New York law, however, "requires dismissal of an implied covenant claim where the claim derives from the same set of facts as a breach of contract claim." FCOF UB Sec. LLC v. MorEquity, Inc., 09 Civ. 0551 (VM), 2009 WL 3241538 at *7 (S.D.N.Y. Sept. 29, 2009) (Marrero, D.J.); see Simon v. Unum Group, 07 Civ. 11426 (SAS), 2008 WL 2477471 at *2 (S.D.N.Y. June 19, 2008) (Scheindlin, D.J.) ("If the allegations underlying the breach of the implied covenant of good faith claim and the breach of contract claim are the same, then the good faith claim is 'redundant' and cannot survive a motion to dismiss"); Sea Carriers Corp. v. Empire Programs, Inc., 488 F. Supp. 2d 375, 380 (S.D.N.Y. 2007) (Sweet, D.J.) (same). Similarly, "where the relief sought by the plaintiff in claiming a breach of the implied covenant of good faith is 'intrinsically tied to the damages allegedly resulting from the breach of contract,' there is no separate and distinct wrong that would give rise to an independent claim." Kermanshah v. Kermanshah, 580 F. Supp. 2d 247, 272-73 (S.D.N.Y. 2008) (Peck, M.J.), quoting ARI & Co., Inc. v. Regent Int'l Corp., 273 F. Supp. 2d 518, 522 (S.D.N.Y. 2003) (Marrero, D.J.).
Plaintiffs' claim for breach of the covenant of good faith and fair dealing stems from the same set of facts as their breach of contract claim. In their proposed amended complaint, plaintiffs base their breach of contract claim, in part, on the allegedly false monthly reports to Margel (Am. Compl. ¶ 171). Plaintiffs' claim for breach of the covenant of good faith and fair dealing is based on the same allegedly false reports (Pl's Mem. at 1, 3-5, 7). In addition, there are no damages alleged in connection with the claim alleging a breach of the covenant of good faith and fair dealing that are distinct from the damages suffered as a result of the alleged breach of contract. Thus, because plaintiffs' claim for breach of the covenant of good faith and fair dealing is duplicative of their breach of contract claim, the proposed amended complaint does not state a claim for breach of the covenant of good faith and fair dealing and is futile to the extent it attempts to do so.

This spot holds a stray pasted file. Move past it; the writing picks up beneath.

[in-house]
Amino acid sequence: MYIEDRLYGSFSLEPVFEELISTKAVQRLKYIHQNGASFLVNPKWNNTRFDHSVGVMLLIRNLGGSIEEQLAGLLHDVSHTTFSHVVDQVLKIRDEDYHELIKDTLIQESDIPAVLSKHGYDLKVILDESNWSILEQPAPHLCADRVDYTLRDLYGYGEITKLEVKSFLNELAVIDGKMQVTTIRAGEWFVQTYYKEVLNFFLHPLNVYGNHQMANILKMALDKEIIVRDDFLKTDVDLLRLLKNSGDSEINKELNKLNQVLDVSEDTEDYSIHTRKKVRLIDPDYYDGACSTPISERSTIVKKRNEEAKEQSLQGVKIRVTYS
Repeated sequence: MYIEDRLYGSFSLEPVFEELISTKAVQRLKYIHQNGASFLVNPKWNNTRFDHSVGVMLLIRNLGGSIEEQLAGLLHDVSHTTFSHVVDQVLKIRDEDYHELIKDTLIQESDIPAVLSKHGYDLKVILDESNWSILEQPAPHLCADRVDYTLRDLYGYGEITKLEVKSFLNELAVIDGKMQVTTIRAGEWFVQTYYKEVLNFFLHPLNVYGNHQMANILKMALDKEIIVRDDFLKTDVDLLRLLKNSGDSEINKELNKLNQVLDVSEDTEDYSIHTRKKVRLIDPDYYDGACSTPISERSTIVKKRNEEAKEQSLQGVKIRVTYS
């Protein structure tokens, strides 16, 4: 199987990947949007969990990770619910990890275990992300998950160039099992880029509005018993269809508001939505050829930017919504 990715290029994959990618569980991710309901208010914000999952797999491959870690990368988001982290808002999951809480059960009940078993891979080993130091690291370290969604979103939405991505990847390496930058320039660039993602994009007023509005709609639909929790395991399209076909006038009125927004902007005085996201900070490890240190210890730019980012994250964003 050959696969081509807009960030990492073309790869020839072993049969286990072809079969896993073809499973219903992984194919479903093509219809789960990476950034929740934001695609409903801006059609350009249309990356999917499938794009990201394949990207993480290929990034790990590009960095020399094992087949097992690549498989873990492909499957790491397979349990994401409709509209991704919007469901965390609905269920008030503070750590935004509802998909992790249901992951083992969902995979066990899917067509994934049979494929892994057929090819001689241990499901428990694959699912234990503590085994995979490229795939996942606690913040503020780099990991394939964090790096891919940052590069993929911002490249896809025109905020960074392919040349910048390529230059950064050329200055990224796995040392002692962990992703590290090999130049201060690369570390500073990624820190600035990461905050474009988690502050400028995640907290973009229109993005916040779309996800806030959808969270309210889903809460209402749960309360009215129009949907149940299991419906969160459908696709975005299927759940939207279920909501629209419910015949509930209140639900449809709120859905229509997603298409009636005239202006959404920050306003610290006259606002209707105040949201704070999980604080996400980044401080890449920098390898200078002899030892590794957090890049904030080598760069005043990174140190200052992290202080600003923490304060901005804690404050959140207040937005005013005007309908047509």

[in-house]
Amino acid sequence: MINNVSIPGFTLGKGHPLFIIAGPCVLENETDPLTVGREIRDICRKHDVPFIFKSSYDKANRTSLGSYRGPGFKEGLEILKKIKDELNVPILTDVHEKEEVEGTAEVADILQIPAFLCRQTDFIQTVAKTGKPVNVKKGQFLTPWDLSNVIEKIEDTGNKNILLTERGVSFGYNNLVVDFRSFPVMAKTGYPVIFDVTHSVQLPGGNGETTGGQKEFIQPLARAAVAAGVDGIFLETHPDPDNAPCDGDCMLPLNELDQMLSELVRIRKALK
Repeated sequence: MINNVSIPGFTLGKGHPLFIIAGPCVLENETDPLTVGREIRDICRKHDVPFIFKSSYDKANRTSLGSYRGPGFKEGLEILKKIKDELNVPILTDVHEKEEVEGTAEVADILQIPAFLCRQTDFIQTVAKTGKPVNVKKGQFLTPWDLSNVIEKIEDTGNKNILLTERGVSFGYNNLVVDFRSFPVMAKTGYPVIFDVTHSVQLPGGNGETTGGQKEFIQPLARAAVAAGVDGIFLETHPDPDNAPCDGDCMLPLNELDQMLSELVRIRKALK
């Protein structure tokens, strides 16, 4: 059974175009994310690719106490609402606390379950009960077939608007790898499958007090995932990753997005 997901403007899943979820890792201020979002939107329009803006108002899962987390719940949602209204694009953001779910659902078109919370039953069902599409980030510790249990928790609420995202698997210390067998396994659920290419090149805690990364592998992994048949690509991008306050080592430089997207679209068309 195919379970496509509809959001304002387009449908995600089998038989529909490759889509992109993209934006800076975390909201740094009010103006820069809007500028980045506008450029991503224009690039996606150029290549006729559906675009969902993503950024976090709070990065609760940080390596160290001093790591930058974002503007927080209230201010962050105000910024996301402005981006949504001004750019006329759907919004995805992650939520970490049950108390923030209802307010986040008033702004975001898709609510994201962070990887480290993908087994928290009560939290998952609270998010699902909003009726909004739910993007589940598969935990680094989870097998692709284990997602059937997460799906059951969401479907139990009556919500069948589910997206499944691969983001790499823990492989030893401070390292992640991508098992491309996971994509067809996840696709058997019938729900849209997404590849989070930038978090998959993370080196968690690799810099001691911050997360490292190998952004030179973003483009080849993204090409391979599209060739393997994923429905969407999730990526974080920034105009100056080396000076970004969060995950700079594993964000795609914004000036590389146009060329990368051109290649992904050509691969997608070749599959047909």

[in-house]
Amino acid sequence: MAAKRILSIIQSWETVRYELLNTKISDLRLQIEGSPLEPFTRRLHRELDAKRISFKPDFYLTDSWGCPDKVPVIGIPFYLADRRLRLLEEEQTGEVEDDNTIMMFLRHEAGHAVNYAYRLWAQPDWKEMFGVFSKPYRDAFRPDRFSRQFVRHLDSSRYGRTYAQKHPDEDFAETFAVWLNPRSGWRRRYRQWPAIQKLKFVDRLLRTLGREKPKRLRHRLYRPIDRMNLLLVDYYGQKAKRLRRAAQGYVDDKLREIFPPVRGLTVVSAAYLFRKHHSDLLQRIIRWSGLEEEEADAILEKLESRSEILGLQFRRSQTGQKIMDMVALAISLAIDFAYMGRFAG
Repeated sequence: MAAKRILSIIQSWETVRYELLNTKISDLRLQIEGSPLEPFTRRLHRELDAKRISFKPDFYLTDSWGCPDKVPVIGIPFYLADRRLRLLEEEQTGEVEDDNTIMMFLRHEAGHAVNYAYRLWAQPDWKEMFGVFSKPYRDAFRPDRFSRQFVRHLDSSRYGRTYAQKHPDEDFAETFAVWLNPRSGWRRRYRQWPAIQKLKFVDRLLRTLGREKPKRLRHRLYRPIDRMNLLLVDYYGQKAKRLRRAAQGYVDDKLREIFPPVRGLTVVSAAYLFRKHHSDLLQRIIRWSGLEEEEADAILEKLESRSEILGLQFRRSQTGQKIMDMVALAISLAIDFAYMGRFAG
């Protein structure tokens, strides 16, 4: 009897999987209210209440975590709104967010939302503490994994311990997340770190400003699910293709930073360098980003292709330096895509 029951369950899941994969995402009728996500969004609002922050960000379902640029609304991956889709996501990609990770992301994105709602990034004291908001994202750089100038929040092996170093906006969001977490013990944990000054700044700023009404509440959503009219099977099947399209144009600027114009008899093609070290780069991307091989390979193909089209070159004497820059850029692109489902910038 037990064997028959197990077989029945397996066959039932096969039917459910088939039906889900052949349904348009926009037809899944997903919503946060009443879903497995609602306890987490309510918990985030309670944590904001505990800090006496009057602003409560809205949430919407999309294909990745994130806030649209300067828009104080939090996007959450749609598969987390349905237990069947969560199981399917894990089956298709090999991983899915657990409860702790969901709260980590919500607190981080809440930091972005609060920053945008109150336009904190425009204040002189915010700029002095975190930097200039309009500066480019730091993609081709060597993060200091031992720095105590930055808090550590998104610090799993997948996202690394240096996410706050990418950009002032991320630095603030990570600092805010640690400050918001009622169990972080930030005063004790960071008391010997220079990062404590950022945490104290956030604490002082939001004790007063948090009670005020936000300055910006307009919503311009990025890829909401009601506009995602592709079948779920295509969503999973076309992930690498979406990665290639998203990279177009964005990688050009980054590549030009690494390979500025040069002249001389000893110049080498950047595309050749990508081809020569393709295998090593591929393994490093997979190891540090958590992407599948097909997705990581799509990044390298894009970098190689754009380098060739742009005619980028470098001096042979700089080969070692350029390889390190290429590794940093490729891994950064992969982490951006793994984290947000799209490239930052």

d. Breach of Contract
Plaintiffs also seek to amend the complaint to include a new theory of breach of contract. Specifically, plaintiffs wish to include allegations that defendants breached the contract by failing to submit accurate monthly reports to Margel. As noted above, plaintiffs allege that the monthly reports were false in two respects. First, plaintiffs claim that the monthly reports failed to include certain documents issued by defendants such as Gem ID Cards, Micro Reports, Mini Appraisals, Diamond Analysis reports and Diamond Reports as certificates subject to the $1.25 per certificate fee. Second, plaintiffs claim that defendants issued certificates through entities other than EGLUSA to avoid the per certificate fee. Defendants again attack the proposed amendment as futile.